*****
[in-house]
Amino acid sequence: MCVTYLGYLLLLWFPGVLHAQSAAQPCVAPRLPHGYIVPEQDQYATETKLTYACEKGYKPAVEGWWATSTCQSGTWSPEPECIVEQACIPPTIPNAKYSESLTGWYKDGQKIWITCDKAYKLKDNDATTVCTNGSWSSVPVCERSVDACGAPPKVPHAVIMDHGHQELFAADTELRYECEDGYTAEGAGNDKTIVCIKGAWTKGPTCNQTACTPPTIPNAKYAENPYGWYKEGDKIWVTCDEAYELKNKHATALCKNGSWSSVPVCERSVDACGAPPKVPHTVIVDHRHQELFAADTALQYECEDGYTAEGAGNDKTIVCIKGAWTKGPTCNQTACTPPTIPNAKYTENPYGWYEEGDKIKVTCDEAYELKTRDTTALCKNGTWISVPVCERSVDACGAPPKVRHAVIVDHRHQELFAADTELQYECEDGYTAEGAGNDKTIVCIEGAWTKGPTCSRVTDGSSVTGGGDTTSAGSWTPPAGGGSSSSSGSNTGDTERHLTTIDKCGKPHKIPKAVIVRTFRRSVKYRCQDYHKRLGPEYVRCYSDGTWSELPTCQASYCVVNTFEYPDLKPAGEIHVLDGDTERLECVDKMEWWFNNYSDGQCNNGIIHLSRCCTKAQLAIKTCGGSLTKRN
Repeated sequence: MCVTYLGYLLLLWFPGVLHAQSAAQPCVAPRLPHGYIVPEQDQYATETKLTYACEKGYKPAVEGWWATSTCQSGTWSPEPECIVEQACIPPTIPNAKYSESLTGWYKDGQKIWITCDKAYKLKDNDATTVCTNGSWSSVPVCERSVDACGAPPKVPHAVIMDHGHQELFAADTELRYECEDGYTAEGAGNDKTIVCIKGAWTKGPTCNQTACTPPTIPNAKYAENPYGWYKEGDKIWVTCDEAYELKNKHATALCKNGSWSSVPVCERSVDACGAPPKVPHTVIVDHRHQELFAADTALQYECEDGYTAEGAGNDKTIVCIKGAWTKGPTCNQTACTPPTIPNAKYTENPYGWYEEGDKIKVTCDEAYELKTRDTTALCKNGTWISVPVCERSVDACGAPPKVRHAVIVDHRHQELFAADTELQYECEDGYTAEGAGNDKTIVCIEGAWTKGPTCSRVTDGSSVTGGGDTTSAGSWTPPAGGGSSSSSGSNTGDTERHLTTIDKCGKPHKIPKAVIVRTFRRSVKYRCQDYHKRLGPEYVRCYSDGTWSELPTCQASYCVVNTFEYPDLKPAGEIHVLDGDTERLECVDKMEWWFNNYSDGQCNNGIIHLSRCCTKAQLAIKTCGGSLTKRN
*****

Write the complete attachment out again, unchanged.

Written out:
[in-house]
Amino acid sequence: MCVTYLGYLLLLWFPGVLHAQSAAQPCVAPRLPHGYIVPEQDQYATETKLTYACEKGYKPAVEGWWATSTCQSGTWSPEPECIVEQACIPPTIPNAKYSESLTGWYKDGQKIWITCDKAYKLKDNDATTVCTNGSWSSVPVCERSVDACGAPPKVPHAVIMDHGHQELFAADTELRYECEDGYTAEGAGNDKTIVCIKGAWTKGPTCNQTACTPPTIPNAKYAENPYGWYKEGDKIWVTCDEAYELKNKHATALCKNGSWSSVPVCERSVDACGAPPKVPHTVIVDHRHQELFAADTALQYECEDGYTAEGAGNDKTIVCIKGAWTKGPTCNQTACTPPTIPNAKYTENPYGWYEEGDKIKVTCDEAYELKTRDTTALCKNGTWISVPVCERSVDACGAPPKVRHAVIVDHRHQELFAADTELQYECEDGYTAEGAGNDKTIVCIEGAWTKGPTCSRVTDGSSVTGGGDTTSAGSWTPPAGGGSSSSSGSNTGDTERHLTTIDKCGKPHKIPKAVIVRTFRRSVKYRCQDYHKRLGPEYVRCYSDGTWSELPTCQASYCVVNTFEYPDLKPAGEIHVLDGDTERLECVDKMEWWFNNYSDGQCNNGIIHLSRCCTKAQLAIKTCGGSLTKRN
Repeated sequence: MCVTYLGYLLLLWFPGVLHAQSAAQPCVAPRLPHGYIVPEQDQYATETKLTYACEKGYKPAVEGWWATSTCQSGTWSPEPECIVEQACIPPTIPNAKYSESLTGWYKDGQKIWITCDKAYKLKDNDATTVCTNGSWSSVPVCERSVDACGAPPKVPHAVIMDHGHQELFAADTELRYECEDGYTAEGAGNDKTIVCIKGAWTKGPTCNQTACTPPTIPNAKYAENPYGWYKEGDKIWVTCDEAYELKNKHATALCKNGSWSSVPVCERSVDACGAPPKVPHTVIVDHRHQELFAADTALQYECEDGYTAEGAGNDKTIVCIKGAWTKGPTCNQTACTPPTIPNAKYTENPYGWYEEGDKIKVTCDEAYELKTRDTTALCKNGTWISVPVCERSVDACGAPPKVRHAVIVDHRHQELFAADTELQYECEDGYTAEGAGNDKTIVCIEGAWTKGPTCSRVTDGSSVTGGGDTTSAGSWTPPAGGGSSSSSGSNTGDTERHLTTIDKCGKPHKIPKAVIVRTFRRSVKYRCQDYHKRLGPEYVRCYSDGTWSELPTCQASYCVVNTFEYPDLKPAGEIHVLDGDTERLECVDKMEWWFNNYSDGQCNNGIIHLSRCCTKAQLAIKTCGGSLTKRN